Using Fieldwork and Interdisciplinary Research to Draw Lessons for Deforestation Policy

Impressions of the Amazon
When people think about the Brazilian rainforest, their imaginations tend to drift to romanticized images of lush, verdant tropical foliage filled with towering trees, creeping vines and orchids, colorful species of noisy, lyrical birds and chattering monkeys that are bathed by daily thunderstorms. However, for the faculty and students conducting research in the Ouro Preto do Oeste region of Rondônia, Brazil, their image of the deforested Amazon is much different: cattle pastures reminiscent of west Texas are bisected by dusty, unpaved roads and barbed wire fences extending across newly exposed rolling hills and rocky outcrops that are parched by a strong dry season tropical sun. It is within this context that the interdisciplinary team set out each day in July 2009 to better understand the extensive deforestation that may set the stage for this advancing frontier.

Forest Conversion in Brazil
Tropical deforestation is a striking form of land cover transformation that has attracted the attention of researchers across multiple disciplines seeking to explain and predict the progression of the deforestation frontier. Brazil has the largest, contiguous area of dense tropical forest in the world, and despite numerous policy initiatives to slow deforestation, Brazil's National Institute for Space Research (INPE) estimates that approximately 16.5 thousand square kilometers has been cleared each year since 1990, out of the 5 million square kilometers in the Brazilian "Legal Amazon". Currently, nearly 20 percent of the original forest found within the Brazilian Amazon is deforested1. Much of the clearing results from small farmers in land reform settlements that have increased in size from 5 million hectares to almost 36 million hectares since 1995.2,3 Thus, the fate of the remaining forest lies at the intersection of agricultural households and current and future land use decisions along the settlement frontier.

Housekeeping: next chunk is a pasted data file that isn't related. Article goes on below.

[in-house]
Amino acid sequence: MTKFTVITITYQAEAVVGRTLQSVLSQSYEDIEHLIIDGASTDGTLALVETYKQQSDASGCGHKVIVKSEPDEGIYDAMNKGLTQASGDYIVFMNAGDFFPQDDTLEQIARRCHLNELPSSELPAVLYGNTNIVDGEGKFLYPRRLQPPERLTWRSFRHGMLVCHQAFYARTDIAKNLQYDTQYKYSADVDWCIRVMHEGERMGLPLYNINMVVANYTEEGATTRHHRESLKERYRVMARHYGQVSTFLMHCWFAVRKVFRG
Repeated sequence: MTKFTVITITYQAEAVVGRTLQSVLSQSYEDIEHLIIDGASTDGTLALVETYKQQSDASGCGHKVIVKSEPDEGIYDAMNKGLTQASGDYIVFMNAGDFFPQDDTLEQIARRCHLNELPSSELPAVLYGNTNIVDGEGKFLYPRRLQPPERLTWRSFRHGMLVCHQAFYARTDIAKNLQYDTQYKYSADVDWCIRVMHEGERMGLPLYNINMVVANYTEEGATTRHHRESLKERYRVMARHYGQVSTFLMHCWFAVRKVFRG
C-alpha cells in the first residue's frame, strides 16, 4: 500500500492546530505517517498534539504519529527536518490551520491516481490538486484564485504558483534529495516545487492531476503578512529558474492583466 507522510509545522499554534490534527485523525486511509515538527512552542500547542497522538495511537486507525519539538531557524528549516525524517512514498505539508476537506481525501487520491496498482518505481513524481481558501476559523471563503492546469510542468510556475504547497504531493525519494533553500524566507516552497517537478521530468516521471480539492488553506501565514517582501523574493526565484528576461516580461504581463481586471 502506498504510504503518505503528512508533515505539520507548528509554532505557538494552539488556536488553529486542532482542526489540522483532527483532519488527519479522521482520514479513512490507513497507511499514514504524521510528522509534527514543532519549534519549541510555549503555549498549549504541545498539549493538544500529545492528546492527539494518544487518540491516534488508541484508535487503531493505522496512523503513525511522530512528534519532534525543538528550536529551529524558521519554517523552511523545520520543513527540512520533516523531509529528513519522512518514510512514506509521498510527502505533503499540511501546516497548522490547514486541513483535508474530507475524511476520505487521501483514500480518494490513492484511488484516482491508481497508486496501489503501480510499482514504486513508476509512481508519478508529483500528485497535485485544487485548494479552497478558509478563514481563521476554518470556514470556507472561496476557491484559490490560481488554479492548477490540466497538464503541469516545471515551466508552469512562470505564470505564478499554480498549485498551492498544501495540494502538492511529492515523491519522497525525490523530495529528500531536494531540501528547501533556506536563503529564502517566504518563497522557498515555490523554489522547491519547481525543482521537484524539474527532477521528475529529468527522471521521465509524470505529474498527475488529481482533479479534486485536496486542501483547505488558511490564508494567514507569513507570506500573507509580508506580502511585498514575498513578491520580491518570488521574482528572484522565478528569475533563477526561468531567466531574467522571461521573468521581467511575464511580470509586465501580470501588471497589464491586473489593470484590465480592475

These frontiers are visible as an "arc of deforestation" that advances at a rapid pace, leading researchers, politicians and citizens within Brazil and abroad to worry about the loss of biodiversity, the impact on climatic change, as well as the piecemeal removal of one of the world's greatest ecological treasures. Global media continues to expose the public to frequent images of forest fires and anthropogenic alterations of the landscape. But what is really going on and why are people still deforesting their land?

Drs. Jill Caviglia-Harris, Erin Sills, an NCSU forestry economist, and Dar Roberts, a UCSB geographer, were awarded over $550,000 from the National Science Foundation in 2009 to study the local drivers of forest conversion on the Amazonian frontier. While many team members had extensive experience in the Brazilian Amazon, most of the students who joined the team had never been to Brazil. Their common aim: to see first-hand how deforestation in a region with one of the highest deforestation rates in Brazil impacts the socio-economic welfare of its inhabitants and to refine techniques to monitor and measure the dynamics of land cover change.

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